Prospect of Thakin return heats up Thai politics

Thailand's politics heated up Wednesday over a bill that could herald the return of divisive ex-Prime Minister Thaksin Shinawatra, while his former top lieutenants prepared to re-enter the political arena after a five-year ban.

The party of current Prime Minister Yingluck Shinawatra, Thaksin's sister, was hoping to introduce legislation in parliament Thursday that is widely seen as a possible first step toward providing amnesty for her fugitive brother's convictions and allowing him to return unencumbered to Thailand.

Thaksin had been ousted by a 2006 military coup after being accused of abuse of power and disrespect to Thai King Bhumibol Adulyadej. His party was dissolved by a legal decision the year after, and he was among the 111 executives of his Thai Rak Thai Party banned from politics for five years. He also was convicted in absentia of corruption while in self-imposed exile.

The prospect of Thaksin's return has galvanized his opponents inside and outside parliament, threatening to reopen political wounds from a six-year struggle between Thaksin's opponents and supporters.

His Yellow Shirt opponents in the People's Alliance for Democracy were back on the streets Wednesday in one of their largest demonstrations in recent months. They oppose a government-backed reconciliation bill to grant amnesty to all parties involved in political violence and wrongdoing from the end of 2005 through mid-2010, a period when Thailand was wracked by turmoil and street protests.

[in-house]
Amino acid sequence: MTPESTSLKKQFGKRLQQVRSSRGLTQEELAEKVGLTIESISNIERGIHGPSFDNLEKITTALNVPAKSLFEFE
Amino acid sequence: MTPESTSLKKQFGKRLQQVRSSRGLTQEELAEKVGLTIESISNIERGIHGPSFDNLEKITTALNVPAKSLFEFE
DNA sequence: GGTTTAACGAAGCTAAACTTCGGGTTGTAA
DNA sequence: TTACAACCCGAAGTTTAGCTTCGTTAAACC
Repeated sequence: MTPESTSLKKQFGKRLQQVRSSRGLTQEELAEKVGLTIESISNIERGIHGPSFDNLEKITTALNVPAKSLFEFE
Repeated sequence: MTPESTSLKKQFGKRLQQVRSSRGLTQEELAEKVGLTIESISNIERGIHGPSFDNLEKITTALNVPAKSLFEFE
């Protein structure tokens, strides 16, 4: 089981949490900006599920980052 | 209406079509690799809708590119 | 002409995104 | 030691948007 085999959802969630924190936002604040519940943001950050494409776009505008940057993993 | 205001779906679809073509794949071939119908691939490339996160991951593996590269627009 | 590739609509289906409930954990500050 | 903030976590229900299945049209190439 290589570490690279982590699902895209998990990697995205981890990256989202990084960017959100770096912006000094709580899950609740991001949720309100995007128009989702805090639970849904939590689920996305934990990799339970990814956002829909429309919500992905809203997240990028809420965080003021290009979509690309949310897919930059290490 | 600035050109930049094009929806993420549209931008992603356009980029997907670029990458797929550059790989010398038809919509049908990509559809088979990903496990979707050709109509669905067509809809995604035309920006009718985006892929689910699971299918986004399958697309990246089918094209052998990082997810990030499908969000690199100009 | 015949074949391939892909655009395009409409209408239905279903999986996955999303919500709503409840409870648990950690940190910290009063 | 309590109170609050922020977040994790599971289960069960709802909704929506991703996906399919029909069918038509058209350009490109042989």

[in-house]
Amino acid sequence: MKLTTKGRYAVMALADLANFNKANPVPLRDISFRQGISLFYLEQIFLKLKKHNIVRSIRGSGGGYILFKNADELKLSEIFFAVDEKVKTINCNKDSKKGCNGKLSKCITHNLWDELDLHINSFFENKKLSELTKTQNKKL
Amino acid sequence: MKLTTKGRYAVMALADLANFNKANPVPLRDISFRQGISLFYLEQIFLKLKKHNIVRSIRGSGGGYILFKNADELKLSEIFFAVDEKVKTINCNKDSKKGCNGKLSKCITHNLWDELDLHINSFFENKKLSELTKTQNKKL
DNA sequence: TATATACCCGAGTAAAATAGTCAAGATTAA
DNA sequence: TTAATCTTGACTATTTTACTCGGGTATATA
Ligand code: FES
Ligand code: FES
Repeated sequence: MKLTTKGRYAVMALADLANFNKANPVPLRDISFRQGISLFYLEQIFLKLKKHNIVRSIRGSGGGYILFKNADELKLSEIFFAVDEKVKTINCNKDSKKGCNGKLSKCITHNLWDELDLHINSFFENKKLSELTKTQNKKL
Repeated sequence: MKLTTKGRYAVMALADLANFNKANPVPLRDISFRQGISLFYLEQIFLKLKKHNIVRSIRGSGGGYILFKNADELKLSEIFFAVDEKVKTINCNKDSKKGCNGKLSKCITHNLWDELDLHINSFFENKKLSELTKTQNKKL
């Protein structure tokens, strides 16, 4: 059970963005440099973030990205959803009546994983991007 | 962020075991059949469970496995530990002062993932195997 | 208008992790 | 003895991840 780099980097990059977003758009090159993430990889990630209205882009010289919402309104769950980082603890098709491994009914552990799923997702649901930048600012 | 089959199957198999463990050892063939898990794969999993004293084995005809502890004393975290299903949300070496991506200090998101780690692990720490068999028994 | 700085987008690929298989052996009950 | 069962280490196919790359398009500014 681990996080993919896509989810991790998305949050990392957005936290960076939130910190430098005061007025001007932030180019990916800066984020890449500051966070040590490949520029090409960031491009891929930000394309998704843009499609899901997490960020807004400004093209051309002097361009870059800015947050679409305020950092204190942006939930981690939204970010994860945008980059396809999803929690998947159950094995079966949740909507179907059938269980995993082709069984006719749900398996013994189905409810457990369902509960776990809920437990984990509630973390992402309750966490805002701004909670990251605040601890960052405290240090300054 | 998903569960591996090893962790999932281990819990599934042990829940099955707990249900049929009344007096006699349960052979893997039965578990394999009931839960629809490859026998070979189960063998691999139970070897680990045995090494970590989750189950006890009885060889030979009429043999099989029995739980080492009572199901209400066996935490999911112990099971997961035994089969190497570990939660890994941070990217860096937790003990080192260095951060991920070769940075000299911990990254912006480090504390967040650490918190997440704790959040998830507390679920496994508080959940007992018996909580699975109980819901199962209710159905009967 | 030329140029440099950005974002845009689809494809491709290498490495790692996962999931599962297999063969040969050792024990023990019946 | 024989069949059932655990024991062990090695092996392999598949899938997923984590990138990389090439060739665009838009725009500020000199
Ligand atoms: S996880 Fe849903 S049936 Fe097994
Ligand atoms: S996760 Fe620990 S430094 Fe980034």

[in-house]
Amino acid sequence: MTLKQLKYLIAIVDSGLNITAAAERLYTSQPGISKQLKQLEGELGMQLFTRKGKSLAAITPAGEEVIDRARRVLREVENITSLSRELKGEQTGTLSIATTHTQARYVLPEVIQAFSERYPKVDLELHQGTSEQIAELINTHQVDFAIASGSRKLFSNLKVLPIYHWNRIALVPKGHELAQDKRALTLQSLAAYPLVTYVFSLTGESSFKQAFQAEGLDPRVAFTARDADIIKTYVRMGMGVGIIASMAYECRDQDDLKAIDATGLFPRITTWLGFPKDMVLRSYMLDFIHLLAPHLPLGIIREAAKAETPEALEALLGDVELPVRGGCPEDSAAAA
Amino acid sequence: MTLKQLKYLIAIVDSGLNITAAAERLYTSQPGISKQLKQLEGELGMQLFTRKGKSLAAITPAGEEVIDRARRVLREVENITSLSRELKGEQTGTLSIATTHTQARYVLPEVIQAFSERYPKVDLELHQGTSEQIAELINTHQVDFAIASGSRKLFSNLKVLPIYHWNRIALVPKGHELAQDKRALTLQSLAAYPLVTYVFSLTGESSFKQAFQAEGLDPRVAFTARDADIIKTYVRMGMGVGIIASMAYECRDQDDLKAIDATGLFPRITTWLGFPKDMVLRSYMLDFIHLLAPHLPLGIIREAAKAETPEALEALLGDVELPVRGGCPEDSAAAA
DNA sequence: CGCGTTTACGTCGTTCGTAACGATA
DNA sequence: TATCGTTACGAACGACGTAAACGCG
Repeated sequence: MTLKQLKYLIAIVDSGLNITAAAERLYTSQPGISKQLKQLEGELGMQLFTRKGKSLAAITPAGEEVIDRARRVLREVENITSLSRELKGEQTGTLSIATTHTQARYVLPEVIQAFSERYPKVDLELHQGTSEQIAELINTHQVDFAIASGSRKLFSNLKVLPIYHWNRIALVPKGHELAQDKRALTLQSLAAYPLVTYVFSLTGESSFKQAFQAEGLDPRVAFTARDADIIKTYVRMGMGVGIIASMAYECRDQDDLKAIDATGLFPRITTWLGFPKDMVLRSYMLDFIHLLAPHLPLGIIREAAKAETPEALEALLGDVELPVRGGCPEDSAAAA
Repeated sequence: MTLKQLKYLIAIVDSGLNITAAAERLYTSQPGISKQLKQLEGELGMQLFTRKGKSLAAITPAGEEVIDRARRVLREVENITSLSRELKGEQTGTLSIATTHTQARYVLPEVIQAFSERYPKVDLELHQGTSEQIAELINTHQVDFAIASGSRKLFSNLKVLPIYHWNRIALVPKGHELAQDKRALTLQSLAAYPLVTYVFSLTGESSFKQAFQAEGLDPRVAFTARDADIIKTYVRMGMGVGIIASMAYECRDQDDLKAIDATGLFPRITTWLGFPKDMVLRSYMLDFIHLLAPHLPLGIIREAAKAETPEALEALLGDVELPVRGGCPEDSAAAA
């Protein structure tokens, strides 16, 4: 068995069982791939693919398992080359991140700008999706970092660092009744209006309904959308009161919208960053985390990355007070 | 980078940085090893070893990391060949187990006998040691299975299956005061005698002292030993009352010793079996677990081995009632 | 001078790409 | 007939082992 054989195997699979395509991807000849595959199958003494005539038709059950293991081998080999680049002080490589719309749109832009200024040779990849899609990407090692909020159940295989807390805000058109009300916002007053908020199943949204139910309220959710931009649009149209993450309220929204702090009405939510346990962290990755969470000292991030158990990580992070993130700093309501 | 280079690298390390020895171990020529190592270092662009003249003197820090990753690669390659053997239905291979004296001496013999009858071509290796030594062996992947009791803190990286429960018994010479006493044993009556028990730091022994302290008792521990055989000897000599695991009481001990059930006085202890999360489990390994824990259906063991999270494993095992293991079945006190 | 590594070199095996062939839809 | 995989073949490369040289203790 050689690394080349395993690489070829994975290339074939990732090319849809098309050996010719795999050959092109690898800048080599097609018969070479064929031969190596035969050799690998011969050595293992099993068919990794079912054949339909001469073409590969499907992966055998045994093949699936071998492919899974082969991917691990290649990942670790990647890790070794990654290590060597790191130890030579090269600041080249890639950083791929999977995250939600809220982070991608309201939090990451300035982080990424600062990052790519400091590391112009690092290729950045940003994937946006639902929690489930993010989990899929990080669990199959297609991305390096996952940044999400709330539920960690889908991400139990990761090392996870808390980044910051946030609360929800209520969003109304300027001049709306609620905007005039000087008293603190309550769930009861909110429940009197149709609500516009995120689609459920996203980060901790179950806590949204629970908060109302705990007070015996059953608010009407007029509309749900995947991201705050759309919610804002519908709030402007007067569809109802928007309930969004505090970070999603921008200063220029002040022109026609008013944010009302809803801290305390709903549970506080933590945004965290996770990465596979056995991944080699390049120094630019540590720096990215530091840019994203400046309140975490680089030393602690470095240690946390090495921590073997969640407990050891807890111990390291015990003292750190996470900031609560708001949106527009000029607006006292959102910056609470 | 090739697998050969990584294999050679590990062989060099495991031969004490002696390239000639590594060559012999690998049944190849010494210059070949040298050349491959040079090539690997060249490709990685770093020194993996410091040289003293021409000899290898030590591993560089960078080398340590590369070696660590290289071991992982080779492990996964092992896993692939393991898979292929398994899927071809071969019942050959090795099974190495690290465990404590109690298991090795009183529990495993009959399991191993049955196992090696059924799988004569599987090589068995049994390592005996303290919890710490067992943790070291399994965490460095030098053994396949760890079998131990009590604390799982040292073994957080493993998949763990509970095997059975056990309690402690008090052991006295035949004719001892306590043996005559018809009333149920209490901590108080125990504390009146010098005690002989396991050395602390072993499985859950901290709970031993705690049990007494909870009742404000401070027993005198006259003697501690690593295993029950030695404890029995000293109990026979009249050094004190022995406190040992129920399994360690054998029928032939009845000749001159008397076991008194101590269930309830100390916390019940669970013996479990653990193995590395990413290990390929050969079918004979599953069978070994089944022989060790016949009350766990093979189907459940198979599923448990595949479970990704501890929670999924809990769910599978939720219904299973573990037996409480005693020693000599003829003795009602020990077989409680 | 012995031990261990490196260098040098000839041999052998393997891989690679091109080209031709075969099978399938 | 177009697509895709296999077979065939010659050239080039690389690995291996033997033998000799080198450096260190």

Yellow Shirts' protests in 2006 set the stage for the coup, and in 2008 they occupied the prime minister's offices for three months and Bangkok's two airports for a week to pressure two pro-Thaksin prime ministers out of office.

The street protests Wednesday were peaceful, but the scene was different in parliament, where police had to keep order as the opposition Democrat Party sought to derail efforts to schedule debate on the bill. At one point, a female Democrat lawmaker dragged the House speaker's empty chair off the podium, sparking a scuffle with government members of parliament. A phalanx of policemen retrieved the chair.

Meanwhile, the five-year ban on Thaksin and his party associates was set to expire at midnight Wednesday. The Constitutional Court in 2007 had ordered the Thai Rak Thai Party dissolved and its top members suspended from politics for five years. The court had found two senior members guilty of electoral law violations in 2006.

Thaksin's opponents sought to purge his influence after the coup, launching investigations of his finances and using other measures to try to cripple his political machine, which he built using a fortune made in telecommunications.

The re-entry into politics of Thaksin's party leaders was widely expected to lead to a reshuffle in the Yingluck's Cabinet, although many of the current members may be reluctant to give up their positions.

Karn Yuenyong, executive director of the independent, Bangkok-based research institute Siam Intelligence Unit, said the returnees could bring some valuable experience into the administration.

"This, in a way, will help the Yingluck government sail through its four-year term," Karn said, adding that some of the current ministers "have not been performing really well in the past few months."